3. Adopting state-of-the-art cryogenic freezing and chilling technology
Cryogenic freezing and chilling help food processors increase quality and efficiency, decrease loss and expense, enhance shelf life and boost productivity. Cryogenic gases – such as carbon dioxide or nitrogen – along with state-of-the-art freezing and chilling technology in operations can quickly reduce the temperature and lock in the moisture of food products.
This can lead to significantly increased productivity (where temperature control is a bottleneck) along with the preservation of food quality. The speed of cryogenics can also prove beneficial for food processors. Long-lasting, hygienically designed freezing technology can provide a better-quality frozen product when compared to a traditional mechanical freezing method. Impingement freezing, for example, locks in the natural flavors, moisture, and nutrients of the product. Cryogenics provides an opportunity for up to 10 times less dehydration than conventional freezers, further preserving food quality and increasing yield.
4. Assessing supply chain processes
During this time of uncertainty, certain ingredients, spices, and other food items that were already difficult to source may not be available. There may be a natural urge to switch to a lower-grade or alternative ingredient or food item, compromising the quality of the end-product.
Assess your supply chain: Switching to a new supplier that can meet the need on short notice seems like a natural course of action. But do not make this decision with haste – evaluate your new supplier, do not take any shortcuts and adopt “virtual plant audits” that leverage digital technologies to assist with your search if your employees do not feel comfortable traveling.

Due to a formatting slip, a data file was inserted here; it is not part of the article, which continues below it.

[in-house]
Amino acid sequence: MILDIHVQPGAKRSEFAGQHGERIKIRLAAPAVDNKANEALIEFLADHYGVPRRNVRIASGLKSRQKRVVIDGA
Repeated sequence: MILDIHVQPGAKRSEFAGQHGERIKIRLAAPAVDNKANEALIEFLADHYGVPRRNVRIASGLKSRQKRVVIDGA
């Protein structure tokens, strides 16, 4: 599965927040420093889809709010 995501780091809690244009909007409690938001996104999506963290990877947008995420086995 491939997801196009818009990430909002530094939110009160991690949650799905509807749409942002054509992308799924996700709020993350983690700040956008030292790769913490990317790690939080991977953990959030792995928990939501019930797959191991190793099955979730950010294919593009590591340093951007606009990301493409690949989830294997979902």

According to Refrigerated and Frozen Foods Magazine, a lasting impact COVID-19 will have on the cold chain for the rest of the year and likely into 2021, is a reduction in the number of SKUs to keep the supply chain moving quickly. This should provide further support for the need to assess your current supply chain.
Read: COVID-19: One Action Food Processors Can Take Now To Maintain Supply Continuity
5. Employee safety and health in addition to food safety
Provide proper sanitation systems to eliminate the bacterial hazards that may exist in a food plant as well as reduce the risk of spreading COVID-19 among employees. Make sure to document the sanitization of the workplace so employees see you’re being proactive in addressing their health and safety.
6. Full traceability based on data